Justice minister cites ‘gaps’ in Dublin system
Swiss Justice Minister Simonetta Sommaruga, responding to a European Court of Human Rights ruling, called on Thursday for development of an action plan to deal with what she termed “gaps” in the Dublin system.
Sommaruga said this was her personal response to Tuesday’s ruling by the European Court of Human Rights against Switzerland’s decision to send back an eight-member Afghan family to Italy, the country where they had first applied for asylum.
“We’re in the process of analysing the decision,” said the justice minister while attending the annual meeting of the Federal Commission on Migration in Bern.
The Dublin accord, which Switzerland joined in 2008, stipulates that the country where a person first applies for asylum is responsible for that individual’s asylum process. Asylum seekers who travel to another country and reapply for asylum are sent back to the country where they first applied.
Although she claimed there were gaps in the Dublin system, Sommaruga said that in general it was not being called into question.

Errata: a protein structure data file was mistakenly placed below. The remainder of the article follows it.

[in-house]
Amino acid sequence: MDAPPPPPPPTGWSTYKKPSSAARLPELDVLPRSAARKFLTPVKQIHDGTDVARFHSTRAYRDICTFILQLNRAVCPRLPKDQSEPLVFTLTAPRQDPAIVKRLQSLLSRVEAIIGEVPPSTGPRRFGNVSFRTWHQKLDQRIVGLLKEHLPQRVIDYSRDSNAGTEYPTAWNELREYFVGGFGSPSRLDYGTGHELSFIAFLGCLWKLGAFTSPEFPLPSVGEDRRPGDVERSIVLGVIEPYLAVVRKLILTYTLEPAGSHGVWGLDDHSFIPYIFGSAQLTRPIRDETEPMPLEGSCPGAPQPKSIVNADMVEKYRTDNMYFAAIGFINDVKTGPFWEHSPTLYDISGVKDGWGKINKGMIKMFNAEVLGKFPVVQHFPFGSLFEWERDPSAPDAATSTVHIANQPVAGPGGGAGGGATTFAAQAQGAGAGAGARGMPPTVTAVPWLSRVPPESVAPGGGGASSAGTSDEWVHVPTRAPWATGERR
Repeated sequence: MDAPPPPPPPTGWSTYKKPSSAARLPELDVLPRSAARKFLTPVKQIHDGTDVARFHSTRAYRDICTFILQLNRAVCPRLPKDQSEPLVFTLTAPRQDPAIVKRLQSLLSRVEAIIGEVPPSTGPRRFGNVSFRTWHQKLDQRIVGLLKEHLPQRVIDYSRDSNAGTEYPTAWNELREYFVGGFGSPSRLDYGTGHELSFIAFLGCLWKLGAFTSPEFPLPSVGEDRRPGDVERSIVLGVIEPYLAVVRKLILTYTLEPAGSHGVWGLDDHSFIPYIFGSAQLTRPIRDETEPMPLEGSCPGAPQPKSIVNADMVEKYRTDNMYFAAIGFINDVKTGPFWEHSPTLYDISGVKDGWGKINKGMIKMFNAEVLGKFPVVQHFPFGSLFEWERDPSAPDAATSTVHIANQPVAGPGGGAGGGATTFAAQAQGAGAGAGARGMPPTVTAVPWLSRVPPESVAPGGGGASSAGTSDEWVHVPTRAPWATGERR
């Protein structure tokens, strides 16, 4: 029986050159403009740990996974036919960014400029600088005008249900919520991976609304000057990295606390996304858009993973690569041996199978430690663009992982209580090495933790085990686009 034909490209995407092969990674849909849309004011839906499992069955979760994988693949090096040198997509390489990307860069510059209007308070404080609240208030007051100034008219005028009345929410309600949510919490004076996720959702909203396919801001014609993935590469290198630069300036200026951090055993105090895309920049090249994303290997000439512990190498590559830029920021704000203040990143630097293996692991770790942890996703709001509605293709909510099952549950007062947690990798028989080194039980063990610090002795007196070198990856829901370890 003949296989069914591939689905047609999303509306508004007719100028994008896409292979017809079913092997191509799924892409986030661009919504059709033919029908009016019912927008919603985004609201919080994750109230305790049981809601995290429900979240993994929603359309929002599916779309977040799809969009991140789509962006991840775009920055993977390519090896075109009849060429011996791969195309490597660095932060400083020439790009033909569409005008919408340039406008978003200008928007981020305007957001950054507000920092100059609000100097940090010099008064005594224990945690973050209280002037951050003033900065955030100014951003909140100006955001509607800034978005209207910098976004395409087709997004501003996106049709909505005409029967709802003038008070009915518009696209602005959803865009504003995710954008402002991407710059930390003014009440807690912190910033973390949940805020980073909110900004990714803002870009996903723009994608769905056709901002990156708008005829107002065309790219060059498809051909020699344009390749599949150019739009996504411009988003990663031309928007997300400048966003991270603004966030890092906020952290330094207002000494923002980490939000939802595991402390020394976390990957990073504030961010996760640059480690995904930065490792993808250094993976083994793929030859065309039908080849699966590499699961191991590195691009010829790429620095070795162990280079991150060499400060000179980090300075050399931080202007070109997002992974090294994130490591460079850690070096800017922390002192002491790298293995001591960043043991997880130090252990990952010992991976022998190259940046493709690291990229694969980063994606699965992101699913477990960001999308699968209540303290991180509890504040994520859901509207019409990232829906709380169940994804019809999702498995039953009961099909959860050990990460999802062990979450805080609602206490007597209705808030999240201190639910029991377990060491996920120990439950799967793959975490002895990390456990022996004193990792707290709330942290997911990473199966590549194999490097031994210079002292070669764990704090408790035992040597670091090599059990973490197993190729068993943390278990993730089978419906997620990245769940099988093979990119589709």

The system “was never perfect and will never be perfect”, she said, but currently there is no alternative.
The refugee situation in Europe at present is barely manageable, and requires a plan of action to help countries deal with an extraordinary situation, said Sommaruga.
Boats filled with asylum seekers capsize at almost regular intervals off the coast of Italy. On Wednesday, a Swiss tanker rescued just over 100 refugees on its way from Libya to Sardinia.
Different countries are affected to different extents by the wave of people seeking asylum, and some countries don’t stick to the guidelines, she said. “That’s not acceptable.”
The minister warned against having too high expectations for the development of an action plan. It would not be easy and was likely to take years. Finding a solution will require a group effort, she said. “Switzerland does not set its asylum policy alone.”
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